Cold Water Swimming: Brutal Danish Ritual Could Be Key To Happiness

Hold my Mai Tai...

Cold Water Swimming: Brutal Danish Ritual Could Be Key To Happiness

Image: Rasmus Hjortshoj

Put down your virgin mojito and spit out your vegan bacon; there’s a better way to shock your body into happiness than depriving it of all that is good. Cold water bathing.

This danish art of zapping your senses could be the unlikely key to happiness – both on an individual and community level, according to a report published today by the BBC.

“A growing number of Danes choose cold water swimming as a way to invigorate the senses and combat their winter blues. Now, some companies are using it to create workplace bonds.”

What does it involve? The BBC puts it like this: “It’s a chilly, breezy afternoon in Denmark’s north Jutland, but local residents are not deterred. A line of people dressed in white bathrobes appear from behind a dune and march resolutely towards the shoreline, where they take their robes off and skip into the sea.”

So far so frigid.

“At 15C, many of us would consider it far too cold for a swim, but for the Danes this is considered warm. Many plunge into the sea year-round, including in the middle of winter, when the days are cold and the water can get as cold as 2C.”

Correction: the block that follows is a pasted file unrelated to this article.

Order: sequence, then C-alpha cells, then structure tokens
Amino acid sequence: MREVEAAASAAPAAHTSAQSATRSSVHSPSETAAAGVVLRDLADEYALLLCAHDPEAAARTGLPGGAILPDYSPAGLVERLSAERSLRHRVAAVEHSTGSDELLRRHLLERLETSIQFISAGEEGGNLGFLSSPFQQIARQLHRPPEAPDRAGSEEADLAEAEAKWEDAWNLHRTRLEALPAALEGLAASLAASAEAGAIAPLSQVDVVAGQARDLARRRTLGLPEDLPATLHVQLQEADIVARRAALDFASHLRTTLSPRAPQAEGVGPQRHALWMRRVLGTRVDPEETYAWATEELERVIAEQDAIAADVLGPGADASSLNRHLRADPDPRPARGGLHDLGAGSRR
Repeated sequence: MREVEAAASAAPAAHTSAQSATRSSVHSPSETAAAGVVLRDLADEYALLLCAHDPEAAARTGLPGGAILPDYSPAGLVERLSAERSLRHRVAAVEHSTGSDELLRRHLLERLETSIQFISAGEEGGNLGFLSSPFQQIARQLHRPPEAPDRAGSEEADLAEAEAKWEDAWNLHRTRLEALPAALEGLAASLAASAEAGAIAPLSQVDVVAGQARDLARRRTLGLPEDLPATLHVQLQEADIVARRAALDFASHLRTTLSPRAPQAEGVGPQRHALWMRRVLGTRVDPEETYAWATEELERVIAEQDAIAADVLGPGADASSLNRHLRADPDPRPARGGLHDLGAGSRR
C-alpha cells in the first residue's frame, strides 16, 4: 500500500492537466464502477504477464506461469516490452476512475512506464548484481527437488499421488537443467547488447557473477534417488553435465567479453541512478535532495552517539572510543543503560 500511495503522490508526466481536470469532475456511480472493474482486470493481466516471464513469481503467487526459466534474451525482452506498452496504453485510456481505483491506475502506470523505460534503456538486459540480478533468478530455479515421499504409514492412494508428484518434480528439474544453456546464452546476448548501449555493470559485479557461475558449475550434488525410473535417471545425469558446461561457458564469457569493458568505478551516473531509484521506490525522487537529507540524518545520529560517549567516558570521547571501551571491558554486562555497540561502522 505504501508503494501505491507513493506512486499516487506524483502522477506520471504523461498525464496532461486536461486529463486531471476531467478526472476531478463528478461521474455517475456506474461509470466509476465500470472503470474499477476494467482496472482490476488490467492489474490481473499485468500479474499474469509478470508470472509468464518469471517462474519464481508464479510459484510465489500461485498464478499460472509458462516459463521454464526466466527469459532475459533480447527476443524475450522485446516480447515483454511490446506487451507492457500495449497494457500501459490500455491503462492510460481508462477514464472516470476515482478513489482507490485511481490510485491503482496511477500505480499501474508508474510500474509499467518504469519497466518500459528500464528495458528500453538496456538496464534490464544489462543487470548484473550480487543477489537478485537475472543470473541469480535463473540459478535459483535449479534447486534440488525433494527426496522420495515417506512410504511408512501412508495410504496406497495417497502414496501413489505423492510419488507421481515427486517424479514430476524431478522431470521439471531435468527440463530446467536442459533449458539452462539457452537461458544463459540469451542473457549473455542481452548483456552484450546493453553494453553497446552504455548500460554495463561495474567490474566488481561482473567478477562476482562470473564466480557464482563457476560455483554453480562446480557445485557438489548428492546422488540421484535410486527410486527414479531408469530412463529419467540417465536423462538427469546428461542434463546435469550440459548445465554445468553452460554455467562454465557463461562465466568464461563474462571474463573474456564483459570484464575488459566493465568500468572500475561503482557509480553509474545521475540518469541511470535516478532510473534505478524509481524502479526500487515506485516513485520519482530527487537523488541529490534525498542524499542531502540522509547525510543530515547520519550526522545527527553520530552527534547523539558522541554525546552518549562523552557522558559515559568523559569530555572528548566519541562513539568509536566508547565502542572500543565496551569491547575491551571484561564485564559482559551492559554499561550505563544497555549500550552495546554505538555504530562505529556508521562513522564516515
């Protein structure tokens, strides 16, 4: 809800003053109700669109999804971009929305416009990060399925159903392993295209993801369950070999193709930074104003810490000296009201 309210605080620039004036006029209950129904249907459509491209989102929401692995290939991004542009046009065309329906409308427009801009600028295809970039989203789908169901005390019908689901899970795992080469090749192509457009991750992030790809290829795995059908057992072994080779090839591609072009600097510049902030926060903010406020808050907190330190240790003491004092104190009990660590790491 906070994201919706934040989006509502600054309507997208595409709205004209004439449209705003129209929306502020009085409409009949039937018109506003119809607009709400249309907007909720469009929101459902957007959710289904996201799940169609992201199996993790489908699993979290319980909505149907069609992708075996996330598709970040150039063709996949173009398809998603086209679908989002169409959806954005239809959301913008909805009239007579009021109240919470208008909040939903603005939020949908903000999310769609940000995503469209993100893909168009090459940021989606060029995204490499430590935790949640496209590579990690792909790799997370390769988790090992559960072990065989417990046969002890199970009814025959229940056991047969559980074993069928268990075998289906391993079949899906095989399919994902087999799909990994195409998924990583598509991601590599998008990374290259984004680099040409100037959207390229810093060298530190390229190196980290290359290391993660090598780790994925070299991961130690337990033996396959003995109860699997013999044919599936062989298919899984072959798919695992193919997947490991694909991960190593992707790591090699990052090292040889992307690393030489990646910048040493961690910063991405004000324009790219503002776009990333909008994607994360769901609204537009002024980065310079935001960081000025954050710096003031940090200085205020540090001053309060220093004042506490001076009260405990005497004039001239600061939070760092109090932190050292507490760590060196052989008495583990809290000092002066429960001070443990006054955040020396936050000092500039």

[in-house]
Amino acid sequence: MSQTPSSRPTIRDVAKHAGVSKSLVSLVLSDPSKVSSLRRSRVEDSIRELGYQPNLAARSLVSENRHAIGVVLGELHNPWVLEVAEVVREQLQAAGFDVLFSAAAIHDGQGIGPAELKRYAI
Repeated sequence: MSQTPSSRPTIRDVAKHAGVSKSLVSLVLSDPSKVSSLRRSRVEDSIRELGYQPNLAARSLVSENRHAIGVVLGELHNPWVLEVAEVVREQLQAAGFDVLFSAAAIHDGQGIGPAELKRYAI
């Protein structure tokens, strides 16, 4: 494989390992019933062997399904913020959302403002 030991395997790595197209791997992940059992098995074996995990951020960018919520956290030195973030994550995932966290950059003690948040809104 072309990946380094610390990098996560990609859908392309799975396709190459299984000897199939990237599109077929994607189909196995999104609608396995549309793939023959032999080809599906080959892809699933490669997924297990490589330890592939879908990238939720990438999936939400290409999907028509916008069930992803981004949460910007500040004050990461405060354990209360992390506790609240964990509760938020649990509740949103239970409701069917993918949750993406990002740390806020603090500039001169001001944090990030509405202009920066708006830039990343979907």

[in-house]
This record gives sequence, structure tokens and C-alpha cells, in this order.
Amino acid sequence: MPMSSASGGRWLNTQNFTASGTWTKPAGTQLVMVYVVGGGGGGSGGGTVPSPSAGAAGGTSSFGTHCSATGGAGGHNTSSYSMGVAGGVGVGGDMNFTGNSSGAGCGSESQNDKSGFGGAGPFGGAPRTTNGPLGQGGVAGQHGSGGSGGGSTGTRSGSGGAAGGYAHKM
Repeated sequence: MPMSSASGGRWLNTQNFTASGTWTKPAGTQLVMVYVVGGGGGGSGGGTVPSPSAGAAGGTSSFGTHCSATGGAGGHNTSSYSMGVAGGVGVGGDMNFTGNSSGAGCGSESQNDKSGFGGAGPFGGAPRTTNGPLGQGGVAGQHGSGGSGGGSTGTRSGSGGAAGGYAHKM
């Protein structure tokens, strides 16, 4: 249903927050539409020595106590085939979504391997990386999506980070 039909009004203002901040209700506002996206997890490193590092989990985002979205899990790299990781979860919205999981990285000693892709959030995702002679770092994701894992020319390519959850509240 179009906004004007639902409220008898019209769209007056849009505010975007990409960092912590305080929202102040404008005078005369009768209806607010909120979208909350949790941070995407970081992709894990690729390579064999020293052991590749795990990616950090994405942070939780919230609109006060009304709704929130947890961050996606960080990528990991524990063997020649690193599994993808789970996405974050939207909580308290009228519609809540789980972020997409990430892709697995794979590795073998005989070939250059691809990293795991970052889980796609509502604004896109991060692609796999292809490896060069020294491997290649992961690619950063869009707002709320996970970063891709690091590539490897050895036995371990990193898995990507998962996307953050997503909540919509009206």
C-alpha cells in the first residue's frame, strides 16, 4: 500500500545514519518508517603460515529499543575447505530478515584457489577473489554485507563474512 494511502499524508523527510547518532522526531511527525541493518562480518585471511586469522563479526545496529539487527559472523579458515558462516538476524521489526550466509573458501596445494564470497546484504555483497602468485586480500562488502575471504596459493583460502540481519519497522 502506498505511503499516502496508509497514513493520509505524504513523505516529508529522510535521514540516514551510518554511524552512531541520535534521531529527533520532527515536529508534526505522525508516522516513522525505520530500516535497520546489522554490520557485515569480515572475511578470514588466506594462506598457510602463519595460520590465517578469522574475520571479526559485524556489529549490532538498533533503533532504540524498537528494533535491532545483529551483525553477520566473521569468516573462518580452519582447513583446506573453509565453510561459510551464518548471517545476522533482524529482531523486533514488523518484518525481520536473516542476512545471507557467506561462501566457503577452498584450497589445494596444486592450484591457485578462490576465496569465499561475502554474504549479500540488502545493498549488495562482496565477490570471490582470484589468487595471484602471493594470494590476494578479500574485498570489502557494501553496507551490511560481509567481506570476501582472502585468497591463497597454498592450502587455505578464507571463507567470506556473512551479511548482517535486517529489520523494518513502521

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Turns out that’s not cold by their standards. In any case, during ‘peak’ season of November to February, Copenhagers flock to establishments like CopenHot (there are some 90 official winter swimming clubs across Denmark like this), where members “move between saunas, hot tubs and into the frigid ocean or ice bath (which is literally filled with ice).”

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Although this practice is far from new, CopenHot is a fairly fresh establishment, riding the wave of this growing movement, which has mountains of anecdotal evidence for being a mood booster, but little scientific evidence behind it due to lack of rigorous studies.

The are risks are pretty clear. Physiological reactions to cold water can be risky, and (worst case) bring on sudden heart attacks, hypothermia and drowning, depending on temperature and length of time you are immersed, and how fit you are.

For many, the benefits outweigh those risks (and reduce your susceptibility to some of them). It’s hard to deny a cold dip can also be extremely refreshing, as your “fight or flight” instincts take over, releasing stress hormones.

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Some argue that it reduces swelling and inflammation too. But again, as the BBC writes, “there’s scant evidence of the benefits.”

Intuition suggests it’s worth investigating further. Take the Spartans or Vikings, for instance, and tell me hardship does not make for stronger people. Or today’s Instagram-anxious hordes, and tell me fat happy societies don’t ruin individuals.

How’s that cold shower look now?

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